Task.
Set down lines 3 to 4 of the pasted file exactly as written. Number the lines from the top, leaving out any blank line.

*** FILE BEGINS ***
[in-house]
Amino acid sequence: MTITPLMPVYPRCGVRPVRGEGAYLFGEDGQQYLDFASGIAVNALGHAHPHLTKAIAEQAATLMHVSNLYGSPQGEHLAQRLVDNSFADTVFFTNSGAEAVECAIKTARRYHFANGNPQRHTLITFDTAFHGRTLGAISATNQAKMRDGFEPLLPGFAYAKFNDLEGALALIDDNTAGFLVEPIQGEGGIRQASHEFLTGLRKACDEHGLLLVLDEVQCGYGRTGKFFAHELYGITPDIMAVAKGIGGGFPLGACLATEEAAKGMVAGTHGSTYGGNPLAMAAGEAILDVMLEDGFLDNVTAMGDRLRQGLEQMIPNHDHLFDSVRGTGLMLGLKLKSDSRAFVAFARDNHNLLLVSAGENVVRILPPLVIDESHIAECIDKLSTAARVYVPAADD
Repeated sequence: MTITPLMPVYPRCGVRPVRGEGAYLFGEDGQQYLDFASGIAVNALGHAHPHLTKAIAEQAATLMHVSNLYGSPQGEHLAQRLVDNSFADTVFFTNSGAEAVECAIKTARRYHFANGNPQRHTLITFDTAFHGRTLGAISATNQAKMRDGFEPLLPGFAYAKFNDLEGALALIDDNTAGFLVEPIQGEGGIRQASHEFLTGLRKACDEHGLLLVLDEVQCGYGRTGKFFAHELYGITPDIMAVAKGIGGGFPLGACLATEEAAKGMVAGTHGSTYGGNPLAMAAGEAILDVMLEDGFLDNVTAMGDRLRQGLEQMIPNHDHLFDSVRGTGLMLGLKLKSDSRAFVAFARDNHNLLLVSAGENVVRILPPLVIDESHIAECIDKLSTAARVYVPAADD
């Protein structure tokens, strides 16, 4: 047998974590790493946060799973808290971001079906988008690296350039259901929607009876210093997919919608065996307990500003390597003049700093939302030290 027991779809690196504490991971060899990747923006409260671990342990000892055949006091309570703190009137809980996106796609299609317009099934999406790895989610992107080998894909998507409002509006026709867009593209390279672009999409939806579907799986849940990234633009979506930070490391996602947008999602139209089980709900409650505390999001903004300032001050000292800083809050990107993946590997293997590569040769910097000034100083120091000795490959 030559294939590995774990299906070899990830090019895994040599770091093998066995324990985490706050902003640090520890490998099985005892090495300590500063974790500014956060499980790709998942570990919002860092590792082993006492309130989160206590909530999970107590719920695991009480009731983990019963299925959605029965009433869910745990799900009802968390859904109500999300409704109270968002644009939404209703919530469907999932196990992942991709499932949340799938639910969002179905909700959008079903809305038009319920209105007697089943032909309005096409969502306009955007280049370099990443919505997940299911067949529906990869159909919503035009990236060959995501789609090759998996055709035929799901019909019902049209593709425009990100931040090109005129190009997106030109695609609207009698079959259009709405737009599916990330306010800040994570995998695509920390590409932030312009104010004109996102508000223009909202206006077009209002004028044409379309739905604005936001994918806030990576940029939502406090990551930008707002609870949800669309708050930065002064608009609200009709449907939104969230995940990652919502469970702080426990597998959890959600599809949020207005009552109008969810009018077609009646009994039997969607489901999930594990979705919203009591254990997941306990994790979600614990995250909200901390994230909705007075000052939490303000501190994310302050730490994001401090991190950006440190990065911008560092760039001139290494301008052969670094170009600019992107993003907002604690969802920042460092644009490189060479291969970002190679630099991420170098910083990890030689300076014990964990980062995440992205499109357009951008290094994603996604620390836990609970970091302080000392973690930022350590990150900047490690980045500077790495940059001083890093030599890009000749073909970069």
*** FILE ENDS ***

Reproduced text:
Repeated sequence: MTITPLMPVYPRCGVRPVRGEGAYLFGEDGQQYLDFASGIAVNALGHAHPHLTKAIAEQAATLMHVSNLYGSPQGEHLAQRLVDNSFADTVFFTNSGAEAVECAIKTARRYHFANGNPQRHTLITFDTAFHGRTLGAISATNQAKMRDGFEPLLPGFAYAKFNDLEGALALIDDNTAGFLVEPIQGEGGIRQASHEFLTGLRKACDEHGLLLVLDEVQCGYGRTGKFFAHELYGITPDIMAVAKGIGGGFPLGACLATEEAAKGMVAGTHGSTYGGNPLAMAAGEAILDVMLEDGFLDNVTAMGDRLRQGLEQMIPNHDHLFDSVRGTGLMLGLKLKSDSRAFVAFARDNHNLLLVSAGENVVRILPPLVIDESHIAECIDKLSTAARVYVPAADD
């Protein structure tokens, strides 16, 4: 047998974590790493946060799973808290971001079906988008690296350039259901929607009876210093997919919608065996307990500003390597003049700093939302030290 027991779809690196504490991971060899990747923006409260671990342990000892055949006091309570703190009137809980996106796609299609317009099934999406790895989610992107080998894909998507409002509006026709867009593209390279672009999409939806579907799986849940990234633009979506930070490391996602947008999602139209089980709900409650505390999001903004300032001050000292800083809050990107993946590997293997590569040769910097000034100083120091000795490959 030559294939590995774990299906070899990830090019895994040599770091093998066995324990985490706050902003640090520890490998099985005892090495300590500063974790500014956060499980790709998942570990919002860092590792082993006492309130989160206590909530999970107590719920695991009480009731983990019963299925959605029965009433869910745990799900009802968390859904109500999300409704109270968002644009939404209703919530469907999932196990992942991709499932949340799938639910969002179905909700959008079903809305038009319920209105007697089943032909309005096409969502306009955007280049370099990443919505997940299911067949529906990869159909919503035009990236060959995501789609090759998996055709035929799901019909019902049209593709425009990100931040090109005129190009997106030109695609609207009698079959259009709405737009599916990330306010800040994570995998695509920390590409932030312009104010004109996102508000223009909202206006077009209002004028044409379309739905604005936001994918806030990576940029939502406090990551930008707002609870949800669309708050930065002064608009609200009709449907939104969230995940990652919502469970702080426990597998959890959600599809949020207005009552109008969810009018077609009646009994039997969607489901999930594990979705919203009591254990997941306990994790979600614990995250909200901390994230909705007075000052939490303000501190994310302050730490994001401090991190950006440190990065911008560092760039001139290494301008052969670094170009600019992107993003907002604690969802920042460092644009490189060479291969970002190679630099991420170098910083990890030689300076014990964990980062995440992205499109357009951008290094994603996604620390836990609970970091302080000392973690930022350590990150900047490690980045500077790495940059001083890093030599890009000749073909970069």